Happy New Year! I hope 2017 has started off well for you. I wanted to start the year with a long overdue blog post…
My poor blog has seen little action during the last few months of 2016 because I’ve been mega busy (and a bit lazy…). I was in New York for most of November (more about that later), and the beginning of December found me frantically saying goodbye to Amsterdam and all my friends there before travelling home to London.
So, due to my tardiness, I’ve decided to combine my reading updates for November and December. Enjoy!
November in New York was amazing. I got to experience the Thanksgiving Parade and witness the magical transformation the city undergoes for Christmas. I was able to do most of my November reading on the subway every day, as I travelled around the city. I was surprised and happy to see that so many of my fellow commuters also read on the train. I also spent an afternoon in a library in NY (it was raining terribly and I always enjoy visiting libraries in other cities). I found myself in the graphic novel room. Yes, you read that right, the library had an entire room dedicated to graphic novels! In most of the libraries I’ve been to in London and Amsterdam, you’d be lucky if you found one shelf of graphic novels, let alone a whole room. Obviously I went a bit nuts and read quite a few of them. It was the perfect way to spend a rainy afternoon 🙂
- The Bat by Jo Nesbo
This is the first novel in Nesbo’s Harry Hole series, but it’s the second of his that I’ve read. I first read The Redbreast in February and I was completely entranced by the way that Nesbo creates the perfect crime story. Even though The Bat was an equally gripping and addictive read, it wasn’t in the same league as The Redbreast and the conclusion was rather disappointing. I think I’ll stick to Nesbo’s later work from now on. 3/5 stars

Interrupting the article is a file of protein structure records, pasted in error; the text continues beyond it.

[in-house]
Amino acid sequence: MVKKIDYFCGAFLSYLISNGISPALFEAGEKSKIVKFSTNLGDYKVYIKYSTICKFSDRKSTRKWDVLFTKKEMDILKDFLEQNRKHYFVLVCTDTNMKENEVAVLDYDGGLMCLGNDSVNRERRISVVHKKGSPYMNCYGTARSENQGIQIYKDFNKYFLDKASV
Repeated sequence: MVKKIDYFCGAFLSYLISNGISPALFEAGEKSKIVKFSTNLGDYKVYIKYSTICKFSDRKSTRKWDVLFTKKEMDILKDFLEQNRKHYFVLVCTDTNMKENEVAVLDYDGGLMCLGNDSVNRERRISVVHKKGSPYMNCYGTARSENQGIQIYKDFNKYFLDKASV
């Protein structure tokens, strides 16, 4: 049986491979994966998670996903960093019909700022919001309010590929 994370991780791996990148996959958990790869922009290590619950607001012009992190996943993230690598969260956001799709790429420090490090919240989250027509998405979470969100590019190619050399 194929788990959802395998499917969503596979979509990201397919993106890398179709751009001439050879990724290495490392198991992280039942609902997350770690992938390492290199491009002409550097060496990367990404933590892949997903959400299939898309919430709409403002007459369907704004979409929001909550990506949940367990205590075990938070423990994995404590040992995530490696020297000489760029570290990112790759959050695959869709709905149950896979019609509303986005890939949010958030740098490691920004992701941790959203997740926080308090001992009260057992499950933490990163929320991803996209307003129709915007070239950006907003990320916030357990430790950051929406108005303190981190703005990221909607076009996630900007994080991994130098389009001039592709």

- The Alchemist by Paulo Coelho
Coelho’s use of simple language and spectacular imagery successfully enables him to weave a beautifully magical tale about Santiago, a poor shepherd boy, who is on a quest for treasure. His quest takes him to new and exciting places where he learns to follow his heart. Even though I found the prose to be very simplistic, I enjoyed the story because I saw myself in Santiago, in the struggles he goes through and the risks that he takes. I can only hope that, like him, I am able to eventually reap the rewards of my own quest. 4/5 stars
- Ready Player One by Ernest Cline
Loved this! Seriously, I loved it! I am obsessed with dystopian fiction and 80’s pop culture (even though it’s quite a bit before my time) so this ticked many boxes for me. The novel follows teenager Wade Watts on his quest to solve a super intense online treasure hunt. It was a tremendously exciting read and I couldn’t put it down. 5/5 stars
- Love in the Time of Cholera by Gabriel Garcia Marquez